Out Of Frying Pan

ninme found this interesting article on whether the Bible actually calls homosexuality an abomination. Apparently the word translated as "abomination" is the Hebrew "toevah."
The term toevah (and its plural, toevot) occurs 103 times in the Hebrew Bible, and almost always has the connotation of a non-Israelite cultic practice. In the Torah, the primary toevah is avodah zara, foreign forms of worship, and most other toevot flow from it. The Israelites are instructed not to commit toevah because other nations do so.
Interesting, but not comforting:
Deut. 12:31, 13:14, 17:4, 27:15, and 32:16 further identify idolatry, child sacrifice, witchcraft, and other “foreign” practices as toevah, and Deut. 20:18 says that avoiding toevah justifies the genocide of the Hittites, Amorites, Canaanaites, Perizzites, Hivites, and Jebusites. So, toevah is serious, but it is serious as a particular class of cultic offense: a transgression of national boundary. It is certainly not “abomination.”
Not sure that last sentence follows. The problem God has with idolatry is that "other" nations do it? Child sacrifice would be just fine if it weren't foreign --if the Israelites had come up with it as an organic practice instead of importing it?
In the Book of Proverbs (which comes late in the Bible but which scholars believe to have been composed prior to the Deuteronomic and Levitical material), toevah is used twenty-one times to refer to various ethical failings, including the ways, thoughts, prayers and sacrifices of the wicked (Prov. 3:32, 15:8-9, 15:26, 16:12, 21:27, 28:9), pride (Prov. 6:16, 16:5), evil speech (Prov. 8:7), false weights (Prov. 11:1, 20:10, 20:23), devious heartedness (Prov. 11:20), lying (Prov. 12:22, 26:25), scoffing (Prov. 24:9), justifying the wicked and defaming the righteous (Prov. 17:15). Interestingly, Proverbs 13:19 says that “to turn from evil is toevah to fools,” again suggesting that toevah is something relative in nature. Similarly, Prov. 29:27 says poetically: “An unjust man is toevah to the righteous, and the straightforward man is toevah to the wicked.”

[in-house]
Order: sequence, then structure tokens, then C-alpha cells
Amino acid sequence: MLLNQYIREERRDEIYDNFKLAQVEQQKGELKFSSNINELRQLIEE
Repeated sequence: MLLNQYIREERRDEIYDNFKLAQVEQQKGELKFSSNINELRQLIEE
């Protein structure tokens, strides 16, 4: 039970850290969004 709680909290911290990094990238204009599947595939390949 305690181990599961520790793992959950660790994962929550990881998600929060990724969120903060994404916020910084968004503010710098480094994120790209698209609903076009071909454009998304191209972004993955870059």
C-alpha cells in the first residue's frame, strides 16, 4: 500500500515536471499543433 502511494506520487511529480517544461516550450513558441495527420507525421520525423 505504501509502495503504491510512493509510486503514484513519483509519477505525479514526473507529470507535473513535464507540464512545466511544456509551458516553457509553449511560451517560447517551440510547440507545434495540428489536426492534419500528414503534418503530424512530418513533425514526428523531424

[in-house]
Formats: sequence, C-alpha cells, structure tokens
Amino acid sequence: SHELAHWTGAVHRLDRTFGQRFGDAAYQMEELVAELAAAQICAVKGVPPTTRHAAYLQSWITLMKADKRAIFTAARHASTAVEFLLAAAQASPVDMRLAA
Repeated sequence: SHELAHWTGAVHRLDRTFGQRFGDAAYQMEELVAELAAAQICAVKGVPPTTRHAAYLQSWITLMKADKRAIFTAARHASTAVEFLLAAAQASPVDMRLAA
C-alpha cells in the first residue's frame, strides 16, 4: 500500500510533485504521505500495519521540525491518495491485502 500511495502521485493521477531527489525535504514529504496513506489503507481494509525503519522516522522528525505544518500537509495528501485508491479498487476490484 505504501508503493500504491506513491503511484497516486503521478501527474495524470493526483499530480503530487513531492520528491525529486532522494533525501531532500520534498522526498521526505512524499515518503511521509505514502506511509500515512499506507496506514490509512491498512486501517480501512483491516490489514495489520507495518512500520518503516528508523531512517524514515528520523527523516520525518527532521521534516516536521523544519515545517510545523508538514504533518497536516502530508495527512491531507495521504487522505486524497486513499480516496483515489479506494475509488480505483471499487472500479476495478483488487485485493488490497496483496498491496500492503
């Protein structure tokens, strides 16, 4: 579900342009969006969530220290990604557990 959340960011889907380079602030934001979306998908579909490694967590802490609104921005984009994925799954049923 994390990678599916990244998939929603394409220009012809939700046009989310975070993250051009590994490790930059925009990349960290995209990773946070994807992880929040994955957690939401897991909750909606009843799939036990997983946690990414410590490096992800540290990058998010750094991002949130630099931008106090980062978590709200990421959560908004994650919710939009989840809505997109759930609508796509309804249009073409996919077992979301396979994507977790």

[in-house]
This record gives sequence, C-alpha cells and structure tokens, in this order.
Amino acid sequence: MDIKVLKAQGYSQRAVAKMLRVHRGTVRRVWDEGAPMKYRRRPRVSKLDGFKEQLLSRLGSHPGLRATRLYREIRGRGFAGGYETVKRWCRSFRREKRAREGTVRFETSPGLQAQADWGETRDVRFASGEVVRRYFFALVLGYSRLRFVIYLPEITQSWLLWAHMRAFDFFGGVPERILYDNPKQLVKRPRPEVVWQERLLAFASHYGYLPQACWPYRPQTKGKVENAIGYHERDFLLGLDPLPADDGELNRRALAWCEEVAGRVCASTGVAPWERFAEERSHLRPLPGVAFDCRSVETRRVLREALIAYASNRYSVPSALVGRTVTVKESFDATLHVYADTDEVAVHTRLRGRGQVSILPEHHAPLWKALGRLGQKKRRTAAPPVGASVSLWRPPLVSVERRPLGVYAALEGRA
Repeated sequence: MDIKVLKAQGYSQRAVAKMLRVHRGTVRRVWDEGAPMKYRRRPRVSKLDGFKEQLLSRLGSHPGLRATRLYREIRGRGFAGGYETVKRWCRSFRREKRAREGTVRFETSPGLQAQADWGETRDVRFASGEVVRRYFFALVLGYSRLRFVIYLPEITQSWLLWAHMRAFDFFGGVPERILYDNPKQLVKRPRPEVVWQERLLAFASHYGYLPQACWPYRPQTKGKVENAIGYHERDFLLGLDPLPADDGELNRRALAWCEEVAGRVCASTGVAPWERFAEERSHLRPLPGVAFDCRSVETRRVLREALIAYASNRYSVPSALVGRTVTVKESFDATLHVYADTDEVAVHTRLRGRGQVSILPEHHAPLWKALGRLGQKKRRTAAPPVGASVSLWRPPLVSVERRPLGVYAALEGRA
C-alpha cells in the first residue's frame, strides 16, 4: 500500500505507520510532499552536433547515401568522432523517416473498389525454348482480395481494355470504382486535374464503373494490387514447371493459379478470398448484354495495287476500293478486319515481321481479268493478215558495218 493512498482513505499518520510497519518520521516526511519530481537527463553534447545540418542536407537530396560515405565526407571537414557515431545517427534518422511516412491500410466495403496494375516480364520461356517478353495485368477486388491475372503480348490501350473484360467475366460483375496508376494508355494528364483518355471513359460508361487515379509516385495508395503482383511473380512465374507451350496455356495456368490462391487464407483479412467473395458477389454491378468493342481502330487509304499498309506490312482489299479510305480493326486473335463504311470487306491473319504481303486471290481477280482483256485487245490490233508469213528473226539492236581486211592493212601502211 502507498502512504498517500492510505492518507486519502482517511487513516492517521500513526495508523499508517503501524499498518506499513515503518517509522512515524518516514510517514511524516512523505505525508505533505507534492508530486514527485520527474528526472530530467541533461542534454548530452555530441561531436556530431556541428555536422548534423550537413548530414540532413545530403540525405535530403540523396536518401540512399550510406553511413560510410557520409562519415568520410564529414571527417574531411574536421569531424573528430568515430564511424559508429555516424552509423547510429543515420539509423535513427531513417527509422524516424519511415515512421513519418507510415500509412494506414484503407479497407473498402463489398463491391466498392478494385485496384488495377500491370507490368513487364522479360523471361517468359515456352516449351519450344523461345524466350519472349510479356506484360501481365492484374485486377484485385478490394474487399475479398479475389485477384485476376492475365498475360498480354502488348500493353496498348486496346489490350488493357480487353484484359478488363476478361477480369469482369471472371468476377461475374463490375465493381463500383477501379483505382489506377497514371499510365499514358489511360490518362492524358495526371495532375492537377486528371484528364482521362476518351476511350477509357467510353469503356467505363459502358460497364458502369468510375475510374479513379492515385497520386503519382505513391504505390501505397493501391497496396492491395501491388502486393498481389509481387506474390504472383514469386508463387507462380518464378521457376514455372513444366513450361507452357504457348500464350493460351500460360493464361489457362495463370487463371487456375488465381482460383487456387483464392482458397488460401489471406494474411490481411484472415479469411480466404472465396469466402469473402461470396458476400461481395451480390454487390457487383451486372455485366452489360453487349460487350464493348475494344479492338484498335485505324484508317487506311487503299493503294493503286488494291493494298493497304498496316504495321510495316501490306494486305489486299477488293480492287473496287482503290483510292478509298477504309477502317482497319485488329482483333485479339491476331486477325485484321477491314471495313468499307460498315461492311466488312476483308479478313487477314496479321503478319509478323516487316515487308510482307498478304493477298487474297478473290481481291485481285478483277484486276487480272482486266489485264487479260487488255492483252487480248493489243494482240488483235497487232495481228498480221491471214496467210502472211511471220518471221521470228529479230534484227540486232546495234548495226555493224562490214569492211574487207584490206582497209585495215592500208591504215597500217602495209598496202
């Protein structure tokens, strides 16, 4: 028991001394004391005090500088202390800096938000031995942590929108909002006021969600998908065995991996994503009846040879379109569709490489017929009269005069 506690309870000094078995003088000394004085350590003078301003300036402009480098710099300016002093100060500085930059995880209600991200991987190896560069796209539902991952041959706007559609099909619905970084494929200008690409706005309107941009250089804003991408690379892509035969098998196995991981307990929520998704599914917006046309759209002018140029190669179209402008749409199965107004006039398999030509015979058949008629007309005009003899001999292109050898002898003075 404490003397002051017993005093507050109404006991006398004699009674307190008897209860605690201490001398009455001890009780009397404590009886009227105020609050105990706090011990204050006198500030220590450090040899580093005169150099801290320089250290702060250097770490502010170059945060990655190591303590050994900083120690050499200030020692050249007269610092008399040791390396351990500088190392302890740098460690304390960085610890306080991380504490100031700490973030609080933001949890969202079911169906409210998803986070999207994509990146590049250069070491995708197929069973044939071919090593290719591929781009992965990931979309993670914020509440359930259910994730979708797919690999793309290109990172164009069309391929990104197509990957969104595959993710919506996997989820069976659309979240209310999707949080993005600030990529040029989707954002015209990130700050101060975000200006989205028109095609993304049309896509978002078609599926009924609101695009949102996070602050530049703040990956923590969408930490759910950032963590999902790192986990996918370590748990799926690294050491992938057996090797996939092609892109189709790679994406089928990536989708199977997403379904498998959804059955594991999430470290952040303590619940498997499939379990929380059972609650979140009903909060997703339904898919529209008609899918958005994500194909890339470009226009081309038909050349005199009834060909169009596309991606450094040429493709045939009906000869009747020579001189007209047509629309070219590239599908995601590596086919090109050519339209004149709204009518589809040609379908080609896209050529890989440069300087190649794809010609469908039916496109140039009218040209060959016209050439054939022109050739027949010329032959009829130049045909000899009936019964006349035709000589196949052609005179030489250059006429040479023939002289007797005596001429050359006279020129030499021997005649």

I think I see the distinction the author is trying to make, and the Church beat him to it long ago in saying love the sinner, not the sin. What tempts a man is his cross to bear --a sparring partner in life that will make him a better person if he fights and drag him down and enslave him if he doesn't.  It doesn't make him in himself, ontologically, an abomination. So if what's intended is a rebuke to the "God hates fags" types, bravo. God loves fags, as he loves all of us sinners -- and as He is Mercy itself, the weaker we are, the more we have a claim on that mercy if we care to exercise the claim --sort of a Divine Triage.

But homosexuality still ain't kosher, and this seems willfully dishonest, stretching the distinction beyond where it will go.
Now, if by “abomination,” the King James means a cultural prohibition—something which a particular culture abhors but another culture enjoys—then the term makes sense....In fact, toevah is mostly about idolatry, and male homosexual behavior is only as abominable as remarriage or not keeping kosher.
Or, as noted above, as abominable as idolatry and child sacrifice, deviousness, lying, cheating, stealing and scoffing --i.e. not consistent with goodness and leading man to his own isolation and misery. Only as abominable as other abominations. Only as sinful as other sins.

Furthermore, while the author seems to want to say homosexual acts are like eating bacon --and bacon, we know, makes everything better-- there's the wee little problem of St. Paul, conveniently neglected in the catalog of instances of the term "abomination" in the King James New Testament. Possibly because he refers to homosexual acts --again, acts, not persons-- as "shameful" instead.

So, Homosexuals....you're only as sinful as the heterosexual liars, thieves, gluttons, fornicators, cynics and generally impious all around you. Feel better?